Now we need to setup the storage backend, with the local directory being at /data/vms:

$ sudo mkdir -p /data/vms
$ sudo virsh pool-define-as \
  --name vmstorage --type netfs \
  --source-host --source-path /data/vmstorage \
  --source-format auto --target /data/vms
$ sudo virsh pool-autostart vmstorage
$ sudo virsh pool-start vmstorage

You should see the NFS directory mounted at /data/vms. If you get any errors about permissions, check the /etc/exports file on the storage host, something is probably wrong there, or you forgot to run exportfs -arv after editing that file.

At this point you can create working virtual machines manually, but that takes too long! I want to spin up virtual machines FAST! To do that, we need to use cloud-init enabled images. I will be using the Debian 10 cloud-init image here as an example.

$ sudo curl -L \ \
  -o /data/vms/debian-10-base.qcow2
$ # if we touch files in /data/vms we need to run the following command for it
$ # to be reflected in libvirt.
$ sudo virsh pool-refresh vmstorage

Don't use the base image directly! You want to create copies of that file for each VM, which can either be done with cp for normal copies, or qemu-img if you want to create a copy-on-write copy which reduces disk space significantly by only storing the difference between the base image and the VM.

At this point, it will be easier if you use some scripts I wrote for provisioning VMs, especially if you want to provision several VMs rapidly. Each VM requires it's own ISO file that contains the configuration for the VM, I've automated it for you so you don't need to manually run this process every time you create a VM. I've also automated the base image copy using qemu-img, and some basic VM configuration.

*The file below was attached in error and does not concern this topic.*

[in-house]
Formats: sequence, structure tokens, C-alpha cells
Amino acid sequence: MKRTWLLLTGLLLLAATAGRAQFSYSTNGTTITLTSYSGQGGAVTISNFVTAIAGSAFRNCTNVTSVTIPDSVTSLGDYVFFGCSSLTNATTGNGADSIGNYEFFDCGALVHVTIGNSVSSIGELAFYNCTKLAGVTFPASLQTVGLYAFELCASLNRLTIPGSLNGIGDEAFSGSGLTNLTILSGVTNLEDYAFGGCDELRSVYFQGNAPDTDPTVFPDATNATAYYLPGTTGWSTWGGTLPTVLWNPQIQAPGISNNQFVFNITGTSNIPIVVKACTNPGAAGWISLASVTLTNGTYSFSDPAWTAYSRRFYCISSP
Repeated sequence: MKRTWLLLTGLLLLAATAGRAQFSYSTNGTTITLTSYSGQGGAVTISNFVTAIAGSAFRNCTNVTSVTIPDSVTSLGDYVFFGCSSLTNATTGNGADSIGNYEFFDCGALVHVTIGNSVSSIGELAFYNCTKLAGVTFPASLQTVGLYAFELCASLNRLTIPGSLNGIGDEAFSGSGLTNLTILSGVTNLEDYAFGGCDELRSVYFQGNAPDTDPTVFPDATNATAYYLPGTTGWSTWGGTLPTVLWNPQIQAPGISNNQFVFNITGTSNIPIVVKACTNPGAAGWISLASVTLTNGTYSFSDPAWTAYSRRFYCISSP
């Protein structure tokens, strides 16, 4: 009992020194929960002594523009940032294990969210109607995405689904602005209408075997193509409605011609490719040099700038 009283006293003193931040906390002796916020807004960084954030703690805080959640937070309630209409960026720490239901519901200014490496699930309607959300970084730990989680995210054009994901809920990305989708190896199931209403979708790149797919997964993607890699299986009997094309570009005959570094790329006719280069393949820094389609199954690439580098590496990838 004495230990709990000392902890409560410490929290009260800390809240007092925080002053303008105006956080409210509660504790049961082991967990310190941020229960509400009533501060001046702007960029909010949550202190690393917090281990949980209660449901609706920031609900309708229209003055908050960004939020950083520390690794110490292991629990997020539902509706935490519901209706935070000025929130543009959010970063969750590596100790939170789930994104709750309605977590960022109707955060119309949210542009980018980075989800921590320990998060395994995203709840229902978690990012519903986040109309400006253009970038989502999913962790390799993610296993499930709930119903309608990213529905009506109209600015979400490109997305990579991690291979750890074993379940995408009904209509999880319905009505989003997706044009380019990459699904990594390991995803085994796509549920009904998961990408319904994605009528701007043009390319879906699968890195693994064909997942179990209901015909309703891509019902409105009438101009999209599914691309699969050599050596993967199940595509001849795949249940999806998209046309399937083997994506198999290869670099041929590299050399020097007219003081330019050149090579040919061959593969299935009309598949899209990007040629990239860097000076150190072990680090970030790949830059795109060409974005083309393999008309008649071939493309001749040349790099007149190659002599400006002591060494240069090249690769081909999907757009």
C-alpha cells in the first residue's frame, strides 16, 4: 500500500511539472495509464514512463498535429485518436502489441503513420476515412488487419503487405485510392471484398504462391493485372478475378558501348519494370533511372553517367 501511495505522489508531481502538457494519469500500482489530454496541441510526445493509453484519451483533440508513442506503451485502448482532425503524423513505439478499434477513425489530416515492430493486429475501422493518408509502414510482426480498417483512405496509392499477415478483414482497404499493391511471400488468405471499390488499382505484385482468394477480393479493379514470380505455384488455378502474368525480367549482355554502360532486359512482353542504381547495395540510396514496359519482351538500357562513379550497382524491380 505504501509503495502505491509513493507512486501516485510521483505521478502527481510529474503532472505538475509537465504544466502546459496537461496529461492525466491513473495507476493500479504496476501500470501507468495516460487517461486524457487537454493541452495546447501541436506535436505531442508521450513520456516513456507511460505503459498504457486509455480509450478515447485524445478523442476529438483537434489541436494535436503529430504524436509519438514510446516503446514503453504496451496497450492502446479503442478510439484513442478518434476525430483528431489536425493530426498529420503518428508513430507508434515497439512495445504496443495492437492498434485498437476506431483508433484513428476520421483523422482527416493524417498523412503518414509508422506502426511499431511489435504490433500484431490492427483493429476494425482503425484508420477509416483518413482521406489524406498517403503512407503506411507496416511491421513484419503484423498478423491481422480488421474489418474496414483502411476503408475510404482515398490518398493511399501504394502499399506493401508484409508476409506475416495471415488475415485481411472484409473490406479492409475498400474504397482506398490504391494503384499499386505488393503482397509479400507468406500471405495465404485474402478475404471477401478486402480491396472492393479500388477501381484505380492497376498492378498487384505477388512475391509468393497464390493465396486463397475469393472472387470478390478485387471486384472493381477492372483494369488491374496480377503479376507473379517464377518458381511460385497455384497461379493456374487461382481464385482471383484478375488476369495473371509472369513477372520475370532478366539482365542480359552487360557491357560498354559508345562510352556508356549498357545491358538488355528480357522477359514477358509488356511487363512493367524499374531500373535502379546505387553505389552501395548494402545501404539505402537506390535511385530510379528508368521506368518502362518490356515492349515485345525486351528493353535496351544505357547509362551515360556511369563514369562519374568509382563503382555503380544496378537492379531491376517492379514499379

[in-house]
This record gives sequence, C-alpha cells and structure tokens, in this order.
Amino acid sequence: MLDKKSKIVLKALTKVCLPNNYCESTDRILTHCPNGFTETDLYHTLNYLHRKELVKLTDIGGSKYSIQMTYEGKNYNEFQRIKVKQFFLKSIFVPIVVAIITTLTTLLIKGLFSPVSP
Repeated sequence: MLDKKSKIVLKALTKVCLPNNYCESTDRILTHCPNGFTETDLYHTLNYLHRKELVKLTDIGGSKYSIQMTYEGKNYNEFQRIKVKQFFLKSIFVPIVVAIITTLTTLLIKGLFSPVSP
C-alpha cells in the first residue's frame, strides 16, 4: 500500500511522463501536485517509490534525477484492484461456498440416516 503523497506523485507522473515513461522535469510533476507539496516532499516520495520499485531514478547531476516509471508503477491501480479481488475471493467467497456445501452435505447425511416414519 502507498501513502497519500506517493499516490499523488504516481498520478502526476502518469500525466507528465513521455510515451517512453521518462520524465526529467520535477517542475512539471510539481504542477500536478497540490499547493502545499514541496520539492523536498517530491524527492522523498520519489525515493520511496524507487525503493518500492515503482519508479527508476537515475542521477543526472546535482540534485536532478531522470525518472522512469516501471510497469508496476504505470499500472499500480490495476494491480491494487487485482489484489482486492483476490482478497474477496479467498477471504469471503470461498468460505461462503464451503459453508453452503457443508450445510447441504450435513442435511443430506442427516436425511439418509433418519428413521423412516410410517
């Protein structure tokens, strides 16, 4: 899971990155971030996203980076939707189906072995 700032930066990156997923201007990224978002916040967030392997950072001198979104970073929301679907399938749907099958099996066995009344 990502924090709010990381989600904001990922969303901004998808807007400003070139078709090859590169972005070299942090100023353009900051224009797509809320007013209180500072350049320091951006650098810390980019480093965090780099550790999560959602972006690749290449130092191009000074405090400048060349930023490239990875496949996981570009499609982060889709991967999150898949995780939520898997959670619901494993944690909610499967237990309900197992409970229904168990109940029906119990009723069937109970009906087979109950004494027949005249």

$ sudo su -
# yum install -y git
# git clone
# cd libvirt-scripts
# # If you want to use the exact revision I used for this blog, run this:
# git checkout v0.1

And now we can create a VM from the base image! my scripts assumes you have a dhcp server running on your network, otherwise you will need to specify the network configuration manually in the meta-data file, which is created in the file. Here is some documentation for that.

In this case I want to create a VM called testvm with the network domain doublej472.bak (you can make something up here if you don't have one), 2 vCPUs, 2048 megabytes of RAM, 10GB of disk space, using /data/vms/debian-10-base.qcow2 as the base image, with the user debian (which has your SSH keys installed), and with a random network MAC address.

# ./ testvm doublej472.bak 2 $((2*1024)) 10G \
  /data/vms/debian-10-base.qcow2 debian $(./

After a short amount of time (~20 seconds in my case) you should be able to login to your VM as the user debian with the specified SSH key(s).

$ ssh debian@testvm.doublej427.bak
The authenticity of host 'testvm.doublej472.bak (' can't be established.
ECDSA key fingerprint is SHA256:cDs7SMDZLt4AWf+qvHgtrnHeiaqLfg/ji/nYbss9YPU.